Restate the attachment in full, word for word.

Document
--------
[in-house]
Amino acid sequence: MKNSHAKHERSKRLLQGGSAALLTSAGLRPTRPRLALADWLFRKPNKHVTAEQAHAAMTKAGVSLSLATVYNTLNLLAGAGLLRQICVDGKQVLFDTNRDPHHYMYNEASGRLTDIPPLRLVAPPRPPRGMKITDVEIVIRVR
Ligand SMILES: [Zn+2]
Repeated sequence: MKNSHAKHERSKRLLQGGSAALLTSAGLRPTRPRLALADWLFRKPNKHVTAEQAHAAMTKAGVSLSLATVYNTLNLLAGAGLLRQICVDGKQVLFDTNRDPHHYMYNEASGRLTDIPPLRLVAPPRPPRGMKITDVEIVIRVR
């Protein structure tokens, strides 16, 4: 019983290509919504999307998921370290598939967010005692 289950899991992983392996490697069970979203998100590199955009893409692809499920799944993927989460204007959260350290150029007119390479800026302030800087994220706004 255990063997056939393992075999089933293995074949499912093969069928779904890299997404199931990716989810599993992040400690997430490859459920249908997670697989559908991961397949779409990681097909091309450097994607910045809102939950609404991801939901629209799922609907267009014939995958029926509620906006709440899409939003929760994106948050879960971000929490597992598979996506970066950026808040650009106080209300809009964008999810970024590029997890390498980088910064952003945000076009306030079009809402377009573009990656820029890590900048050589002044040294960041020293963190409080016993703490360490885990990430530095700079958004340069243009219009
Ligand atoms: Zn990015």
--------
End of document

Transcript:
[in-house]
Amino acid sequence: MKNSHAKHERSKRLLQGGSAALLTSAGLRPTRPRLALADWLFRKPNKHVTAEQAHAAMTKAGVSLSLATVYNTLNLLAGAGLLRQICVDGKQVLFDTNRDPHHYMYNEASGRLTDIPPLRLVAPPRPPRGMKITDVEIVIRVR
Ligand SMILES: [Zn+2]
Repeated sequence: MKNSHAKHERSKRLLQGGSAALLTSAGLRPTRPRLALADWLFRKPNKHVTAEQAHAAMTKAGVSLSLATVYNTLNLLAGAGLLRQICVDGKQVLFDTNRDPHHYMYNEASGRLTDIPPLRLVAPPRPPRGMKITDVEIVIRVR
């Protein structure tokens, strides 16, 4: 019983290509919504999307998921370290598939967010005692 289950899991992983392996490697069970979203998100590199955009893409692809499920799944993927989460204007959260350290150029007119390479800026302030800087994220706004 255990063997056939393992075999089933293995074949499912093969069928779904890299997404199931990716989810599993992040400690997430490859459920249908997670697989559908991961397949779409990681097909091309450097994607910045809102939950609404991801939901629209799922609907267009014939995958029926509620906006709440899409939003929760994106948050879960971000929490597992598979996506970066950026808040650009106080209300809009964008999810970024590029997890390498980088910064952003945000076009306030079009809402377009573009990656820029890590900048050589002044040294960041020293963190409080016993703490360490885990990430530095700079958004340069243009219009
Ligand atoms: Zn990015």